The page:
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Another disadvantage was the way their Quads were built by sticking two dual-cores on a chip, where interconnecting two chips is an easy way, but the communication with the memory controller introduces quite huge latencies. So, Intel went again the AMD path and developed a native quad-core, with a similar cache layout as its rival. Introducing an L3 cache which, of course, is slower compared the massive 2x6MB L2 cache on the QX Quads and because it's only clocked x20 which gives you only 2.66GHz compared to the nominal 3.2GHz of the i7 965 Extreme. A smaller cache also saved a lot of transistors which, on the other hand, increases yield and therefore reduces costs. The transistor count went down from 820 million to 731 million.
To improve performance the L1 caches have now 3 instead of 4 cycles latency, the L2 cache increases from 11 to 15 cycles and the new L3 cache needs 39 cycles. On the other hand, the TLB was increased to 64 entries from previous 16 and the memory controller in the CPU itself reduces latencies about 50% compared to the previous access via FSB to the Northbridge chip. Overall, this decision should not impact performance, in the worst case scenario it is only slightly behind the predecessors, while in most cases it's faster, because there are only few applications which would fit into the 6MB L2 cache of a Penryn CPU.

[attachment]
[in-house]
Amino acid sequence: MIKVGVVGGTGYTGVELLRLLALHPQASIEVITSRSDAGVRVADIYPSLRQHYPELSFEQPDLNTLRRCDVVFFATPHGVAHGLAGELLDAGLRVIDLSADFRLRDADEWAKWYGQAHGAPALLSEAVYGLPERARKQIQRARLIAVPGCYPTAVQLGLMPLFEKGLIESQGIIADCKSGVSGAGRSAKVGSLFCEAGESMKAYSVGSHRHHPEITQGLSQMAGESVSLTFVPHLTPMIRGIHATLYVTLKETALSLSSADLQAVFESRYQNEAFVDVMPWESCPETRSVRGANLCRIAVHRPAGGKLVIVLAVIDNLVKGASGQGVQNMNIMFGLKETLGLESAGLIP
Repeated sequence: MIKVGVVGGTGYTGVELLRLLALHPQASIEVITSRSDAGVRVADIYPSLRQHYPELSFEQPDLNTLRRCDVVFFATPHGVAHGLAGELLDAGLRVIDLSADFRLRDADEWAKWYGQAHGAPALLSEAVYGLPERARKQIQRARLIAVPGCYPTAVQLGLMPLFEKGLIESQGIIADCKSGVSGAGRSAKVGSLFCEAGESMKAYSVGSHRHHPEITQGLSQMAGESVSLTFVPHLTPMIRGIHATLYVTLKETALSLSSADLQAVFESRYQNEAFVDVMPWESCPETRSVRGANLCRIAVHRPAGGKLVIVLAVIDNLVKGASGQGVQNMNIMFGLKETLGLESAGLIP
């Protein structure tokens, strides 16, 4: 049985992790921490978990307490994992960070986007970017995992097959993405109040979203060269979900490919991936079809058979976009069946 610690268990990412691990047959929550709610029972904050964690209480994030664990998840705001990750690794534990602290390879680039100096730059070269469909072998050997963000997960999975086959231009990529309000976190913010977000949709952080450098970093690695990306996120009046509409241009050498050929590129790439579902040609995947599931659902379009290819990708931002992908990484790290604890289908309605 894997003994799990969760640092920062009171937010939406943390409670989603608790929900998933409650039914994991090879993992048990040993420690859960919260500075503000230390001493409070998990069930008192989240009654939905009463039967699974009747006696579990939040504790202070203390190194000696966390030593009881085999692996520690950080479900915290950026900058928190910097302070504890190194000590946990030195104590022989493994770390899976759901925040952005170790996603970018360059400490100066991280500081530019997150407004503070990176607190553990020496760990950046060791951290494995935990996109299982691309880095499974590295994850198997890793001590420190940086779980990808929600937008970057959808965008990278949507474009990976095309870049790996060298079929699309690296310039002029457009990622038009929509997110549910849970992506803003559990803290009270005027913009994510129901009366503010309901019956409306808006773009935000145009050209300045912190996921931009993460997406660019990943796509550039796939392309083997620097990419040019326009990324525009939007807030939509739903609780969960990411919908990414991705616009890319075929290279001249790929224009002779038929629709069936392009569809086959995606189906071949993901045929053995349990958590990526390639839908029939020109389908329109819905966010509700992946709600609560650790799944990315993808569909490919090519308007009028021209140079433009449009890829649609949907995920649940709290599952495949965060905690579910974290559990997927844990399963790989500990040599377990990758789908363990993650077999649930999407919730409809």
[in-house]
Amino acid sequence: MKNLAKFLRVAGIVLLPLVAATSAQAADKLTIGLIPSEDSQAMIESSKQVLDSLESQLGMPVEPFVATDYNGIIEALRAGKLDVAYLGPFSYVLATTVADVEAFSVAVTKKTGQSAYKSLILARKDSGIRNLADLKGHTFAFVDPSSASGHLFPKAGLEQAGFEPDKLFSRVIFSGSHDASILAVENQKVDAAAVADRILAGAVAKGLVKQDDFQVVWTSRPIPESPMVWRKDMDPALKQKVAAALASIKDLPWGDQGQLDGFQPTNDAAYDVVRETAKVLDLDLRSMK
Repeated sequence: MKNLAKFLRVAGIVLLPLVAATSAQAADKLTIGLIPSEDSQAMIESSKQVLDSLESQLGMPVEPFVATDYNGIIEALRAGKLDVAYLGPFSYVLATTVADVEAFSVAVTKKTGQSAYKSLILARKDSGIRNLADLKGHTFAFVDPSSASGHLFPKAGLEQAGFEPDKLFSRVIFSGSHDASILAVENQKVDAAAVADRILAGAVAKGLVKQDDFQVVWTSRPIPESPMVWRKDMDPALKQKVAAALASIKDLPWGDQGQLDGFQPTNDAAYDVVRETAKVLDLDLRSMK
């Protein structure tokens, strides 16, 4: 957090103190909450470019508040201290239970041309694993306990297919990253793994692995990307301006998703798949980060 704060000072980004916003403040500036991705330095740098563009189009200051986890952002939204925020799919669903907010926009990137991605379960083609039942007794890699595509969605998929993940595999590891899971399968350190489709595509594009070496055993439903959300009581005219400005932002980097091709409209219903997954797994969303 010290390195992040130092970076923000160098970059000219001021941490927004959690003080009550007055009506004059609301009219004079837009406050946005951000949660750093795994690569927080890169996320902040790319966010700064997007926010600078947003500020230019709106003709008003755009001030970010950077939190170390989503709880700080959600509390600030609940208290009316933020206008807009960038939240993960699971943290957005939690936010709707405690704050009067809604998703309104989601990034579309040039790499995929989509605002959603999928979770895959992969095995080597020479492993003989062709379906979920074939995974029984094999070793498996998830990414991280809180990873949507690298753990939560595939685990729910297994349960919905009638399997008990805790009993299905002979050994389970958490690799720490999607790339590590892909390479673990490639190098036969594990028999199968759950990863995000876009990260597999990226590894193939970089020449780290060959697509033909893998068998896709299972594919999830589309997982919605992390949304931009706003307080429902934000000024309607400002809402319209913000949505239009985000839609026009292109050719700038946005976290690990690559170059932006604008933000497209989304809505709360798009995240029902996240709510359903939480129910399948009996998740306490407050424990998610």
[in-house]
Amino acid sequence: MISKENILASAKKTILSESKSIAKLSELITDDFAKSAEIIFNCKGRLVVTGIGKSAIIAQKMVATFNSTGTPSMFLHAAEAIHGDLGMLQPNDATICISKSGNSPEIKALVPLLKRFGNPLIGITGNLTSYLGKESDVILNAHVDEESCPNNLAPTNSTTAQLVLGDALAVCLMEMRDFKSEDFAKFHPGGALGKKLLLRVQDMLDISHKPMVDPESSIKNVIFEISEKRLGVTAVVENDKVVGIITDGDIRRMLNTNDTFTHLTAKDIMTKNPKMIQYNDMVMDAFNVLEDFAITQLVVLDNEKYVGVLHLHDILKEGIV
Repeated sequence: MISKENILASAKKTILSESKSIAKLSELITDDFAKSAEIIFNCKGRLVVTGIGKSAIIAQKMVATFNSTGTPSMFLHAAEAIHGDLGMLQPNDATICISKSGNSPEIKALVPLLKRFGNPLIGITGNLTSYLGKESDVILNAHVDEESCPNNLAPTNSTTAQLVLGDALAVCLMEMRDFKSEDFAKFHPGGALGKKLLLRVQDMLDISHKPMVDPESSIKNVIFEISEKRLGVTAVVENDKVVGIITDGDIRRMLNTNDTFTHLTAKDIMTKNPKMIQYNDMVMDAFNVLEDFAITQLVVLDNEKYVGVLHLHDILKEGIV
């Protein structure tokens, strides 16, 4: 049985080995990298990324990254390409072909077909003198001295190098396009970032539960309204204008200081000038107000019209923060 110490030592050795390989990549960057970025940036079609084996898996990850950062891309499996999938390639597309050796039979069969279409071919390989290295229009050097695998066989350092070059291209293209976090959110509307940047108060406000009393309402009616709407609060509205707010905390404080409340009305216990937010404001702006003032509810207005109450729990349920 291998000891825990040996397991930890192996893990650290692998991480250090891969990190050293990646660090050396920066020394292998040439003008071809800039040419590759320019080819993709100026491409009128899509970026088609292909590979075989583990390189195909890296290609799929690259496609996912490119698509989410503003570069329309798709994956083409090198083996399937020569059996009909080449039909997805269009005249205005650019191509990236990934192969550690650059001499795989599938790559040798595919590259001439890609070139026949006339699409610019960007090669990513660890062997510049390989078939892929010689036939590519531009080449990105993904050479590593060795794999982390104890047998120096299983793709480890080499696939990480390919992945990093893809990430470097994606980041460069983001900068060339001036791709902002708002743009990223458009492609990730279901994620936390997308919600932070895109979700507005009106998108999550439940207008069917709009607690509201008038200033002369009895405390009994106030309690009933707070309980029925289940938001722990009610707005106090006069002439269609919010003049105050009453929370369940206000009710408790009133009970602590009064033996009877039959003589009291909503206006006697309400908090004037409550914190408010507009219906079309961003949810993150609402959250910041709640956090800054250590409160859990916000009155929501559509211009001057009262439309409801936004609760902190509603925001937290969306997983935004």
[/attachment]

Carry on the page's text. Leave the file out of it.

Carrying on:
For some reason Intel decided to design a triple-channel memory controller. We think the memory subsystem is antique at best and a real new solution should have taken place, because the step from DDR2 to DDR3 is quite minor and inadequate as we have proved a long time ago here. While DDR3 offers better power-consumption this advantage is neglected by high-speed modules which go as high as 2.1V. At least now memory companies go the right way introducing higher speed modules with lower voltage requirements, due to the fact Intel stated their internal memory controller can't handle more than 1.65V, otherwise you may damage the CPU. Board vendors will circumvent this by introducing memory voltage controllers decoupled from the CPU, but in the OEM market such costs will always be avoided.
A third channel gives you only 8.5GB/s bandwidth, while the dual-channel interleaving gives you the full bandwidth of 25.6GB/s. To make it work better, Intel would have needed a quad-channel interface, but you know space is limited on mainboards and they won't introduce a new board-size standard after their fiasco with BTX. We will, of course, show you if there's any performance difference by going triple-channel over dual-channel in the review.